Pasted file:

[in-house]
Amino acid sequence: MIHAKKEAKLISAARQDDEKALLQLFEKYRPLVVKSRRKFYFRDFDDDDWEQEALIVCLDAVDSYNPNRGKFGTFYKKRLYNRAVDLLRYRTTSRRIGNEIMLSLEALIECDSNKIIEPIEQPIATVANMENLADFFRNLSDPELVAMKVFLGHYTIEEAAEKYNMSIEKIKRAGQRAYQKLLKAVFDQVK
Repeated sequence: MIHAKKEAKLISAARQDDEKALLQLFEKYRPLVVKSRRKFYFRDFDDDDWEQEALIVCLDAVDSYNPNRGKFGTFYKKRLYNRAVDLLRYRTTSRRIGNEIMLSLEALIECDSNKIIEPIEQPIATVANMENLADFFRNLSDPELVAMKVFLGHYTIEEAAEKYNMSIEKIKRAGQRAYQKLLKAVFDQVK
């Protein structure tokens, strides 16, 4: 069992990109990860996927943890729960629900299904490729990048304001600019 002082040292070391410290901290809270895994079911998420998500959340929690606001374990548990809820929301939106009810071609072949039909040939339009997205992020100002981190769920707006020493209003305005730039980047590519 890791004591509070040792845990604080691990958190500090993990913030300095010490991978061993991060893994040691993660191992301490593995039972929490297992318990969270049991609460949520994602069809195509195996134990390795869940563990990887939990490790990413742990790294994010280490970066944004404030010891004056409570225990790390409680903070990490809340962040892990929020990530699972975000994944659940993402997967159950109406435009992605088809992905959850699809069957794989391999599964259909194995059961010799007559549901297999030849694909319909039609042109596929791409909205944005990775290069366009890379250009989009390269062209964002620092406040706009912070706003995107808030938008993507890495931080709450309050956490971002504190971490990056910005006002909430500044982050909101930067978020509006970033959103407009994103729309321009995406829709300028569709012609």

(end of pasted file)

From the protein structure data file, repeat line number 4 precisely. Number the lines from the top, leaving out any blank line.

């Protein structure tokens, strides 16, 4: 069992990109990860996927943890729960629900299904490729990048304001600019 002082040292070391410290901290809270895994079911998420998500959340929690606001374990548990809820929301939106009810071609072949039909040939339009997205992020100002981190769920707006020493209003305005730039980047590519 890791004591509070040792845990604080691990958190500090993990913030300095010490991978061993991060893994040691993660191992301490593995039972929490297992318990969270049991609460949520994602069809195509195996134990390795869940563990990887939990490790990413742990790294994010280490970066944004404030010891004056409570225990790390409680903070990490809340962040892990929020990530699972975000994944659940993402997967159950109406435009992605088809992905959850699809069957794989391999599964259909194995059961010799007559549901297999030849694909319909039609042109596929791409909205944005990775290069366009890379250009989009390269062209964002620092406040706009912070706003995107808030938008993507890495931080709450309050956490971002504190971490990056910005006002909430500044982050909101930067978020509006970033959103407009994103729309321009995406829709300028569709012609």